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Expect the Unexpected: Cold Snaps, Heat Waves, and Extreme Weather

Frigid winter. Cold spring. Wet and cool August. Warming climate? When the conditions you experience extravagantly defy the AVERAGE expectations described by climate experts, remember that climate VARIABILITY might also be changing.

Averages make communication convenient, but variability (the range of possible outcomes) may be more important to talk about when it comes to climate. As an example, although the annual average (mean) air temperature on the western shores of Lake Superior is a cool 38 °F (3.3 °C), Duluthians need to be prepared to dress for a tropical 95 °F (35 °C) and a bone-chilling -25 °F (-32 °C).

Precipitation, streamflow, groundwater levels, temperature, and humidity (a.k.a. hydrometeorological variables) are often expressed as annual or seasonal means. As the graph shows, a mean can stay constant as variability changes and that variability can remain consistent even if the mean changes. Climate change can take the form of a trend in mean value (i.e. longer summer growing season), an alteration of variability (i.e. extreme precipitation and droughts), or both at the same time. Some climatologists suggest that wildly swinging highs and lows, and extreme precipitation and droughts will be the new norm around Lake Superior.

Schematic showing the effect on extreme temperatures when (a) the mean temperature increases, (b) the variance increases, and (c) when both the mean and variance increase for a normal distribution of temperature.3

Linking specific events, like a particularly cold month or Lake Superior's near-record low water level in 2007, to the larger climate change picture is difficult without the perspective of time and an understanding of confounding factors. For example, experts suggest that in its geologically brief history Superior has exhibited two lake level cycles, one lasting about 160 years and the other about 30.1 The cycles don't operate with clockwork precision and could have synchronously hit their low points in 2007. Interestingly, torrential rains in September and October followed the summer drought of 2007; about 10 inches of rain fell (25 cm), shocking hydrologists and the public alike by abruptly raising Superior to a near normal level.2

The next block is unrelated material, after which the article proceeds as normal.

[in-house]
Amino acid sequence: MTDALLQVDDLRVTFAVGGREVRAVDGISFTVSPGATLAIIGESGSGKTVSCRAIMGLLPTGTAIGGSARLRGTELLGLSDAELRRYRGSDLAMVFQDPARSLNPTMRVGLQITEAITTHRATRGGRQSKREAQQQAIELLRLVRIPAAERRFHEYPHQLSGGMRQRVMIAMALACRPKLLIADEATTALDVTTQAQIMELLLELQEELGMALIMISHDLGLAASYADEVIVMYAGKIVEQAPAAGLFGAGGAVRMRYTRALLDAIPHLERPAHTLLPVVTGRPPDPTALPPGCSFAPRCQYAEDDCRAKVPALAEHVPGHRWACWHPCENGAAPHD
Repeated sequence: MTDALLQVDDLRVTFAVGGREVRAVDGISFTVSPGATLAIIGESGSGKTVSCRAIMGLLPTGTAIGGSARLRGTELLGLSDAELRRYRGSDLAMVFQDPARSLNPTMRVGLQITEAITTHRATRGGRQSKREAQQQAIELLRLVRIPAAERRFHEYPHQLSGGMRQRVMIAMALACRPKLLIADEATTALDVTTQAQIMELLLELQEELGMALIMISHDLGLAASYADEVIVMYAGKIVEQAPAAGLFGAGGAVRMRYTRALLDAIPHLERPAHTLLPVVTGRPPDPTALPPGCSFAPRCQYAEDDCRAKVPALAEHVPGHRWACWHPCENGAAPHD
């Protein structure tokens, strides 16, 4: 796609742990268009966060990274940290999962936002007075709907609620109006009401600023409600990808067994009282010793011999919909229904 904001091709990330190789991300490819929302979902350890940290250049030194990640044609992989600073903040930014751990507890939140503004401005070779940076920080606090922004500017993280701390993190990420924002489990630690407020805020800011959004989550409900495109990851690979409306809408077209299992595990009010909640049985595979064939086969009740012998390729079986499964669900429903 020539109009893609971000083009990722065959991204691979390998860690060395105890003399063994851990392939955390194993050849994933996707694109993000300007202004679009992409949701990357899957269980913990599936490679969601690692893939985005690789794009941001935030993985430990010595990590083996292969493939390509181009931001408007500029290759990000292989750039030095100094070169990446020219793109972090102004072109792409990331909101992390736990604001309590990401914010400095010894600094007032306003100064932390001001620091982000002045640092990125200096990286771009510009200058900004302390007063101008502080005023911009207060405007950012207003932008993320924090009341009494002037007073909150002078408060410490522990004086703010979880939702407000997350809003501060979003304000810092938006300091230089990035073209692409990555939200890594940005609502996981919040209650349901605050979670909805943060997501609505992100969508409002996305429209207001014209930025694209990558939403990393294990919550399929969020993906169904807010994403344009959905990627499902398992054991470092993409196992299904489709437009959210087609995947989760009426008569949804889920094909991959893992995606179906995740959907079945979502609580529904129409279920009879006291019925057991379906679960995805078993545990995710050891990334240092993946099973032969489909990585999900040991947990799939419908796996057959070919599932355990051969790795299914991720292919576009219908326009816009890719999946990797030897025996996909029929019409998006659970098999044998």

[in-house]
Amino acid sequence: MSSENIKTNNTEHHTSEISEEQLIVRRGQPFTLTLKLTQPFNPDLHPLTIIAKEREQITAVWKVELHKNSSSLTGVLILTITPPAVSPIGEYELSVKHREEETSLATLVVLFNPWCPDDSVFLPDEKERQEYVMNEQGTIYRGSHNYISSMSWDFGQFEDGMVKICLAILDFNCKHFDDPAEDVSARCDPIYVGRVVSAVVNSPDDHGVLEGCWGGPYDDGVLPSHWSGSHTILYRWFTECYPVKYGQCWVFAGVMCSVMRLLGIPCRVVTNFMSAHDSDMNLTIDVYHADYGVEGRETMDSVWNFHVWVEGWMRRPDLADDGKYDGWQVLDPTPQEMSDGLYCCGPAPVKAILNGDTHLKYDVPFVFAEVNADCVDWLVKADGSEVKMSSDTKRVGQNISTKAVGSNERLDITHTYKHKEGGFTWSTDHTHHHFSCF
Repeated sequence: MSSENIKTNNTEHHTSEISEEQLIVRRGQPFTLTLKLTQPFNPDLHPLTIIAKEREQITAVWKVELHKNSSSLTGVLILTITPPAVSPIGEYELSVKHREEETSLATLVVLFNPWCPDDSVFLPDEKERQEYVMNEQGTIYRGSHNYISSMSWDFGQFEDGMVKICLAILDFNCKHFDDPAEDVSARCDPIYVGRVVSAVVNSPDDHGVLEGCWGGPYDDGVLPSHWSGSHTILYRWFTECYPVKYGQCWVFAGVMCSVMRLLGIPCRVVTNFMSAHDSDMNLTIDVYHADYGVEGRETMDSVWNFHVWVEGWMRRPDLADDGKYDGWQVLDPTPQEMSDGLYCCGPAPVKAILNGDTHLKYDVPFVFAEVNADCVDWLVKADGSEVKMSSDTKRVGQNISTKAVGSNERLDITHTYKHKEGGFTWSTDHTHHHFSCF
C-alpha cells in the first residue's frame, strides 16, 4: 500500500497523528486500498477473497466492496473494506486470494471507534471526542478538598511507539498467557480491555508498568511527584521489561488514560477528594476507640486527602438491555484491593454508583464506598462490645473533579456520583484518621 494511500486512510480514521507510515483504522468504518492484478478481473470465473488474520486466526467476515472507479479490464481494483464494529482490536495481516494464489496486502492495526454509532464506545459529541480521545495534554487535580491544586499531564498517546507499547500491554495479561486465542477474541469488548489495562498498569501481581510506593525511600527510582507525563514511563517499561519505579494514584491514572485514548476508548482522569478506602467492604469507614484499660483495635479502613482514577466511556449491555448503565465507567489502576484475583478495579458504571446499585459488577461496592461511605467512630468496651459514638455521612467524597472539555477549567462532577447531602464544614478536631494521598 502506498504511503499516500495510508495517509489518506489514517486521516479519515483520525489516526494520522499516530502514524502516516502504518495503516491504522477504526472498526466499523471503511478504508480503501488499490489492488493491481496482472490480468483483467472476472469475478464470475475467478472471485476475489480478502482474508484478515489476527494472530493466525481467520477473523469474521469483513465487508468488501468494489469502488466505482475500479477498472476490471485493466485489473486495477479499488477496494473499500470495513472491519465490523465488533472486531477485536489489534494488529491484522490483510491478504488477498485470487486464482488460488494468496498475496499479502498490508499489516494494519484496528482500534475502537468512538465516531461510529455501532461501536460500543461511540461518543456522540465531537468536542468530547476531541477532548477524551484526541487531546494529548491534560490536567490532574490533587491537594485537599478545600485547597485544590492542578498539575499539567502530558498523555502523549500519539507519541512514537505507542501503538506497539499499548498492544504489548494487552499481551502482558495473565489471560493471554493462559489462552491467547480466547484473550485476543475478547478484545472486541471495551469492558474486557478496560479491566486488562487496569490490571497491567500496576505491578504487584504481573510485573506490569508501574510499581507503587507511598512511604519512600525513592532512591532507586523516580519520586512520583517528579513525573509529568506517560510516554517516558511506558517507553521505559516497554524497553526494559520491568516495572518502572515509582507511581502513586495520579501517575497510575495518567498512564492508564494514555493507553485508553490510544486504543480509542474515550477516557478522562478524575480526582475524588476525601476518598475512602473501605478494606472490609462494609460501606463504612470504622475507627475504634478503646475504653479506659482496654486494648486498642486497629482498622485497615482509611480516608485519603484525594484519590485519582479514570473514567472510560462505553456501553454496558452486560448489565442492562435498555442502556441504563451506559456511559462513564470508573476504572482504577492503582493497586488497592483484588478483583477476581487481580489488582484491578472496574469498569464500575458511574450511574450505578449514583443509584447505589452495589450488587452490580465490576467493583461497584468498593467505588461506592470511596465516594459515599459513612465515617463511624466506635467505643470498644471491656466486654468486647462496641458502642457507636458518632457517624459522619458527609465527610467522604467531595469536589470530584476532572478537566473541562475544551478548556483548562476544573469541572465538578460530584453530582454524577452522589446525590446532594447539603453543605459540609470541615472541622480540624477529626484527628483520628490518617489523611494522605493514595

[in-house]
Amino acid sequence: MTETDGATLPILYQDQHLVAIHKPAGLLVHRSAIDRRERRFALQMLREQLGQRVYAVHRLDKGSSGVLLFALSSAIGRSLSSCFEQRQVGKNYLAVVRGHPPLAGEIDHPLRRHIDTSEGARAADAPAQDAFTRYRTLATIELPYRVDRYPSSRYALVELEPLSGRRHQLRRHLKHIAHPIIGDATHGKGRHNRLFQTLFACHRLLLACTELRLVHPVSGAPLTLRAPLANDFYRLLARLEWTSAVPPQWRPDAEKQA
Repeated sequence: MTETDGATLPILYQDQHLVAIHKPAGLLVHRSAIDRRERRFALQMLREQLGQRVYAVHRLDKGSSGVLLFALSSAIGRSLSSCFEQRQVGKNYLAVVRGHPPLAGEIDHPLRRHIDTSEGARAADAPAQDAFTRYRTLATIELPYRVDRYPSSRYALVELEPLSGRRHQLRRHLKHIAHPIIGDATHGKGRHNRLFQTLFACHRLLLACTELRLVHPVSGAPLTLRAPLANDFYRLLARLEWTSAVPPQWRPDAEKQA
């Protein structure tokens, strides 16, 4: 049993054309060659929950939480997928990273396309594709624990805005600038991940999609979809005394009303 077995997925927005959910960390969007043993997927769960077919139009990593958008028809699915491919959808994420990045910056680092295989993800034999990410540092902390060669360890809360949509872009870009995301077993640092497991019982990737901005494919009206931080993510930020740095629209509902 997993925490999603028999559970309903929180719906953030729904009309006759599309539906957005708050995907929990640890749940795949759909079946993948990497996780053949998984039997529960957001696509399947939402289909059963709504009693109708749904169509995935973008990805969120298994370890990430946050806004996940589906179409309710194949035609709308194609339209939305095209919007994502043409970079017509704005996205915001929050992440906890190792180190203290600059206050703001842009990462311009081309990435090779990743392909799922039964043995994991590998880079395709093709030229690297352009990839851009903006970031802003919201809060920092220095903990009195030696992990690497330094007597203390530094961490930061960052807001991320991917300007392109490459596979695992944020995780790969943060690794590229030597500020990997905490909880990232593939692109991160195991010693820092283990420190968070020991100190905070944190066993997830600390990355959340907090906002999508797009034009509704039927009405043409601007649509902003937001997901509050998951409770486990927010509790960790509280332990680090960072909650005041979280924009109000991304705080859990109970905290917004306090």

A day, a season, and even a year are little more than dots in a very long line of climate data. The scattered dots produce the variance that informs climate modeling. Record water levels, torrential rain, and extreme temperatures might be anomalies. But, perhaps it's wise to start expecting the unexpected.

To see Minnesotaís on-the-record weather extremes check out: Wikipedia: List of Minnesota weather records.


1 Thompson, T. 2007. Reconstructing past lake levels in the Lake Superior Basin. Presentation at the Making a Great Lake Superior Conference. www.seagrant.umn.edu/superior2007/presentations/pdf/Thompson-Reconstructing-Past-Lake%20Levels.pdf

2 U.S. Army Corps of Engineers, Detroit District. 2008. Great Lakes Update. Frequently Asked Questions on Current Water Levels. Vol. No. 173. http://www.lre.usace.army.mil/Missions/GreatLakesInformation/GreatLakesWaterLevels/CurrentConditions.aspx

3 Intergovernmental Panel on Climate Change. 2001. Climate Change 2001: The Scientific Basis. IPCC Third Assessment Report. Cambridge Univ. Press, 881 pp. www.grida.no/publications/other/ipcc_tar/

For additional information, read: If itís that Warm, How Come itís so Darned Cold? An Essay on Regional Cold Anomalies within Near-Record Global Temperature by climate scientists James Hansen, Reto Ruedy, Makiko Sato, and Ken Lo, Jan 27, 2010. www.columbia.edu/~jeh1/mailings/2010/20100127_TemperatureFinal.pdf

This page last modified on February 23, 2015     © 1996 – 2019 Regents of the University of Minnesota     The University of Minnesota is an equal opportunity educator and employer.
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